Understanding Essential Vertical Growing Equipment

To benefit from all of the advantages of vertical growing we’ve outlined so far requires an understanding of what equipment you need, and why. While rethinking your grow operation can reap huge rewards, it can also backfire if you don’t put in the proper forethought into your facility design and cannabis production plan.

There are many different aspects to consider when choosing your vertical grow equipment, including:

● How the grow racks fit in your grow facility, to maximize utilization of the space, accommodate the necessary working space around the racks, and ensure perpetual production with limited downtime.
● Proper light spacing and distance from canopy, to maximize the effectiveness of lighting coverage.
● Your HVAC and airflow needs, to keep fresh, clean air in your grow space
● An understanding of microclimates within your grow space, so you can better control them.
Shelf strength and capacity to provide all your plants a safe and sturdy home
● Proper surface material and sanitization routines, to prevent contaminants.
● Safe and ergonomic approach to plant maintenance across all levels and grow phases.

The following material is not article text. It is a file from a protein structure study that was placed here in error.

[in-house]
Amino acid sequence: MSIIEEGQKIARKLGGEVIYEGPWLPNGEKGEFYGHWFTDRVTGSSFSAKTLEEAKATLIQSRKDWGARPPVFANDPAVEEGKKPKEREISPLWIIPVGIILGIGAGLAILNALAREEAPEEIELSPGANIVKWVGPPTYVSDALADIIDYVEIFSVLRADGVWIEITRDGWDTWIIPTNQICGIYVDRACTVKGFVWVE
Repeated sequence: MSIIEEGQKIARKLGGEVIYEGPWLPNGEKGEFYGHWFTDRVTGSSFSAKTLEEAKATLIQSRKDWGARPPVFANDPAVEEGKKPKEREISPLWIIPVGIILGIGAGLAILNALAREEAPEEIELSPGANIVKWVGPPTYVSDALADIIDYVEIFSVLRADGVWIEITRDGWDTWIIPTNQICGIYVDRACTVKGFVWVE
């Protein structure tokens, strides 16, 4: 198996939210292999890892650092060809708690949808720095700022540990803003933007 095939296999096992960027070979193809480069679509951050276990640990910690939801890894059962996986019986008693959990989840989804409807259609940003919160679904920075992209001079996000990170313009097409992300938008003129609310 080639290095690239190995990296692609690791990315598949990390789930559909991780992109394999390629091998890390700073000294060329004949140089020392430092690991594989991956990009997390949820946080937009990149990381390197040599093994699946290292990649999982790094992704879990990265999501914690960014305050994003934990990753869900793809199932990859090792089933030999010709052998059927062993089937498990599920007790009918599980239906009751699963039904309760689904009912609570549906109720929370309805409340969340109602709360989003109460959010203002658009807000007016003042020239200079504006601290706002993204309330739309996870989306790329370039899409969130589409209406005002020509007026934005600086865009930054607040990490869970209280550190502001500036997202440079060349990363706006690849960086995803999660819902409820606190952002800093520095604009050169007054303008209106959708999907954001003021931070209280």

A Case Study: Leafline Labs

Leafline Labs is one of our customers who we helped to capitalize on wasted vertical space. They were forecasting an increase in demand for their high-quality medical cannabis but worried about the significant vertical space they were wasting.

Leafline also wanted to increase its current facility’s cultivation capacity, through mobile, multi-level vertical growing systems. This meant we had to consider the impact on current production and harvest cycles, with thoughtful planning to minimize disruption.

We helped them convert from a traditional HPS, single-level canopy design to a mobile multi-level LED setup. We installed our double tier, high-density vertical grow rack system, and our patent-pending Drip-to-Drain Trays and HDPE Inserts.
We worked closely with LeafLine Labs’ construction and electrician teams to ensure a smooth, speedy, and successful installation. The implementation of our mobile cultivation systems resulted in an impressive 140% increase in canopy space, a decrease in radiant heat, minimized evaporation, and a reduction in the amount of water required for growing.

“Besides the great sales & support team at Pipp, the expertise in cannabis and horticulture that Pipp can provide to the growers using their systems has been amazing,” said Emily Kowalski, Vice President of Cultivation for LeafLine Labs.